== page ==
Police pay £20k to Nottingham student arrested over terror manual

A student who was arrested after downloading an al-Quaeda training manual from a US government website during research for his master’s degree has been paid £20,000 by Nottinghamshire Police in an out of court settlement.

九月 15, 2011

Rizwaan Sabir launched legal action against the police force, accusing it of false imprisonment following his arrest and detention under the Terrorism Act in 2008.

He pointed out that the training manual in question was widely available, including in Nottingham’s library, and claimed that his lecturers had confirmed that he had legitimate academic reasons for downloading it.

Despite this, Mr Sabir was held by police for seven days before being released without charge.

In a statement issued yesterday, Mr Sabir said that he brought proceedings against Nottinghamshire Police not only for false imprisonment, but also for alleged breaches of the Race Relations Act and the Human Rights Act.

He also claimed that false information had been kept on the force’s records, including an assertion that Mr Sabir had been convicted of a terrorist offence.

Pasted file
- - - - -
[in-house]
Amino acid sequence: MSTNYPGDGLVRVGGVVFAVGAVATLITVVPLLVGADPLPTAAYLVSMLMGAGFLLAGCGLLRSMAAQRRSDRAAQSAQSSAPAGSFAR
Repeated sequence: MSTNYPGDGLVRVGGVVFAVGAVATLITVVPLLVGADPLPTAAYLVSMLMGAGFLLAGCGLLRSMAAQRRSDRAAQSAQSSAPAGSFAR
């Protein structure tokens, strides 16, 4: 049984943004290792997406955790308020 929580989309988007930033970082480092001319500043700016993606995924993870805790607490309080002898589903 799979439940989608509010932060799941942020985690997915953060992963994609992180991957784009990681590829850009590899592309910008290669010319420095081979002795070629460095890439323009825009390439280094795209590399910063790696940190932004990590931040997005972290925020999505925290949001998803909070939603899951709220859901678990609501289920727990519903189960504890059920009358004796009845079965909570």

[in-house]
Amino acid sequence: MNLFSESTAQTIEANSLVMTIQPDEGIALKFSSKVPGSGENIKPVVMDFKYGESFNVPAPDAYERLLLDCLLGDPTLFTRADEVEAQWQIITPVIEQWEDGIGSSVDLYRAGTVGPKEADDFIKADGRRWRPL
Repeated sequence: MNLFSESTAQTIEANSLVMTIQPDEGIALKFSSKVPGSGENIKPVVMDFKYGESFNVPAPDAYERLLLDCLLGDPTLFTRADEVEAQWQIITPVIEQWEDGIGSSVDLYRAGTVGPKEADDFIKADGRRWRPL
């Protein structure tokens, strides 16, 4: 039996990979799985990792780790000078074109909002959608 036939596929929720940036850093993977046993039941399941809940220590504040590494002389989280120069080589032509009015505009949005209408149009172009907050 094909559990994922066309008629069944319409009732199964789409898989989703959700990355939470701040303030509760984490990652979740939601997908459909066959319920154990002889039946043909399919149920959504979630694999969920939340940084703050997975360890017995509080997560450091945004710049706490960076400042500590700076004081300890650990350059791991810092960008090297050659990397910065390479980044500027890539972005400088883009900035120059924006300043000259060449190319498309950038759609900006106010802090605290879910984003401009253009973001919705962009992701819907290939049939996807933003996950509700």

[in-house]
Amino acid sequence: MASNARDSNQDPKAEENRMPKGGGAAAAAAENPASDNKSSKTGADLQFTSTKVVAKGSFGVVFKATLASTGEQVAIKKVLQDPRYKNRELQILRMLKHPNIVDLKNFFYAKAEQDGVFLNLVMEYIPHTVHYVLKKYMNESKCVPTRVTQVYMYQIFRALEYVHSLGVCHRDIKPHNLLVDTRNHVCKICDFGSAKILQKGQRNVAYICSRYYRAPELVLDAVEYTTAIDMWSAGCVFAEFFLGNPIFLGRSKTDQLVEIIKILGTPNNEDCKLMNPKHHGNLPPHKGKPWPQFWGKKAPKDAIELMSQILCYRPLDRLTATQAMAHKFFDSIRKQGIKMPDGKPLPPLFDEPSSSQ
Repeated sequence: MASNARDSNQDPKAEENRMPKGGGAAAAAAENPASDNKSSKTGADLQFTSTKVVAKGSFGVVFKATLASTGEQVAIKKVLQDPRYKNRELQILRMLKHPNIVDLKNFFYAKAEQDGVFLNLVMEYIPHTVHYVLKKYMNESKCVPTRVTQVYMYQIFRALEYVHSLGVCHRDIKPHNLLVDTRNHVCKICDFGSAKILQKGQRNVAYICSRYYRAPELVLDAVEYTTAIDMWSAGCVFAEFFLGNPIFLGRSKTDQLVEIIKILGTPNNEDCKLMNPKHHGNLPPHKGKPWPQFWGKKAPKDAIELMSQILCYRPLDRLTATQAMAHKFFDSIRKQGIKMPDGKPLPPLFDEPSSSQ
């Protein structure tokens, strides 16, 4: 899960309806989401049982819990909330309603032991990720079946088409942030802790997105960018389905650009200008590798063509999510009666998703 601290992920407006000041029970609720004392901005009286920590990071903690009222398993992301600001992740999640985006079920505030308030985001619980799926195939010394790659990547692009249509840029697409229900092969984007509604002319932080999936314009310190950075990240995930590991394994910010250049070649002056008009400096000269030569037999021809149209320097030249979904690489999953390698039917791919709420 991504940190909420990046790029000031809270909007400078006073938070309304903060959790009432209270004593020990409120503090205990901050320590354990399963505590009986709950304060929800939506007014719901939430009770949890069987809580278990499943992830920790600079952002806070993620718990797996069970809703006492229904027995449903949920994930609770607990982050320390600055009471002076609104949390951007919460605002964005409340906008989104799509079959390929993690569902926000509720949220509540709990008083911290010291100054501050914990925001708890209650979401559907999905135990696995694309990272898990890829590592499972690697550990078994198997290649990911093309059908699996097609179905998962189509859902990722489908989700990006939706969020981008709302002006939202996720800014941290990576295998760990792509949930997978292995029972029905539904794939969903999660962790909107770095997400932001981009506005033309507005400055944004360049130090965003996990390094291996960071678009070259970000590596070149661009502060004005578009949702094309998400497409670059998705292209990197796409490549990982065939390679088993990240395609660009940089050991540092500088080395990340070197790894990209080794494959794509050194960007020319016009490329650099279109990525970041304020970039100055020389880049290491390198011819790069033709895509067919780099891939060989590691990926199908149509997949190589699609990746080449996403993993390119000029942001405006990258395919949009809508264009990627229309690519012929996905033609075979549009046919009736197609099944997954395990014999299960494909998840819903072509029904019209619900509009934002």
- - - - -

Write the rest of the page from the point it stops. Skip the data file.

He claimed this had led to “numerous” stop and searches.

Mr Sabir said Nottinghamshire’s chief constable, Julia Hodson, had issued an apology “for any embarrassment, frustration and distress caused” by a stop and search in February 2010, and that the force had paid a £20,000 settlement and agreed to pay his legal expenses.

"For more than three years, I have been fighting to clear my name and establish that the police were wrong to arrest me and put me through the tortuous experience I suffered at their hands. I have finally succeeded in doing so, and they have been forced to account for the wrong they did to me," he said.

Nottinghamshire Police confirmed the payout, but insisted that this was a settlement, not compensation, and that it had not admitted liability.

“We stand by the fact that the arrest, detention and obtaining of a warrant of further detention were all perfectly legal, proportionate and necessary in the circumstances as they were in 2008,” it said.

“The matter was settled without admission of liability save that the force admitted that one brief search of Mr Sabir and his vehicle carried out in February 2010 was the result of a mistaken belief on the part of the officers involved. This was admitted in November 2010 and the Force apologises for this search.

“Nottinghamshire Police has also agreed to amend some records held on Mr Sabir to give them greater clarity.

“Given that all litigation carries with it a risk this modest monetary settlement was viewed as a sensible way of keeping overall costs to a minimum.”




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